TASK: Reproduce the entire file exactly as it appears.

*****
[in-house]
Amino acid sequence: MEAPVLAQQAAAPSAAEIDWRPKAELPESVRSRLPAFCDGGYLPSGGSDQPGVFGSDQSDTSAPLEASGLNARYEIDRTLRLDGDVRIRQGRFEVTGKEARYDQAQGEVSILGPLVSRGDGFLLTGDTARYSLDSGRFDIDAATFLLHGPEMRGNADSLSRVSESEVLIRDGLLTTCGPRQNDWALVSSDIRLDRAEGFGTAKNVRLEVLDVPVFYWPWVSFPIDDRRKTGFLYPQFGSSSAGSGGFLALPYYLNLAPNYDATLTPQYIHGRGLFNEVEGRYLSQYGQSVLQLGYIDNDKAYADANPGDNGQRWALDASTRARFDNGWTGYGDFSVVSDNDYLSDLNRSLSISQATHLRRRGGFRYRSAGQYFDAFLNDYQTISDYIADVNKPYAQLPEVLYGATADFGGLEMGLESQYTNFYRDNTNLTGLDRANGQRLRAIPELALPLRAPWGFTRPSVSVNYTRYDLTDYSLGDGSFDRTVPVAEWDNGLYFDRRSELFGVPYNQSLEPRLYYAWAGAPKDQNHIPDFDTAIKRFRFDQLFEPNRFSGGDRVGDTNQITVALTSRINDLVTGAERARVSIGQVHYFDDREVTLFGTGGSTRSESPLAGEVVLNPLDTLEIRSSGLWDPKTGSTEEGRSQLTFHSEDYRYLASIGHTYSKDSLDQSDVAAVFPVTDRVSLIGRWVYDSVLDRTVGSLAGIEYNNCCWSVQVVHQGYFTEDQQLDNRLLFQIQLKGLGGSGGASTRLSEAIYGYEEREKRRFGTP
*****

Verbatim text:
[in-house]
Amino acid sequence: MEAPVLAQQAAAPSAAEIDWRPKAELPESVRSRLPAFCDGGYLPSGGSDQPGVFGSDQSDTSAPLEASGLNARYEIDRTLRLDGDVRIRQGRFEVTGKEARYDQAQGEVSILGPLVSRGDGFLLTGDTARYSLDSGRFDIDAATFLLHGPEMRGNADSLSRVSESEVLIRDGLLTTCGPRQNDWALVSSDIRLDRAEGFGTAKNVRLEVLDVPVFYWPWVSFPIDDRRKTGFLYPQFGSSSAGSGGFLALPYYLNLAPNYDATLTPQYIHGRGLFNEVEGRYLSQYGQSVLQLGYIDNDKAYADANPGDNGQRWALDASTRARFDNGWTGYGDFSVVSDNDYLSDLNRSLSISQATHLRRRGGFRYRSAGQYFDAFLNDYQTISDYIADVNKPYAQLPEVLYGATADFGGLEMGLESQYTNFYRDNTNLTGLDRANGQRLRAIPELALPLRAPWGFTRPSVSVNYTRYDLTDYSLGDGSFDRTVPVAEWDNGLYFDRRSELFGVPYNQSLEPRLYYAWAGAPKDQNHIPDFDTAIKRFRFDQLFEPNRFSGGDRVGDTNQITVALTSRINDLVTGAERARVSIGQVHYFDDREVTLFGTGGSTRSESPLAGEVVLNPLDTLEIRSSGLWDPKTGSTEEGRSQLTFHSEDYRYLASIGHTYSKDSLDQSDVAAVFPVTDRVSLIGRWVYDSVLDRTVGSLAGIEYNNCCWSVQVVHQGYFTEDQQLDNRLLFQIQLKGLGGSGGASTRLSEAIYGYEEREKRRFGTP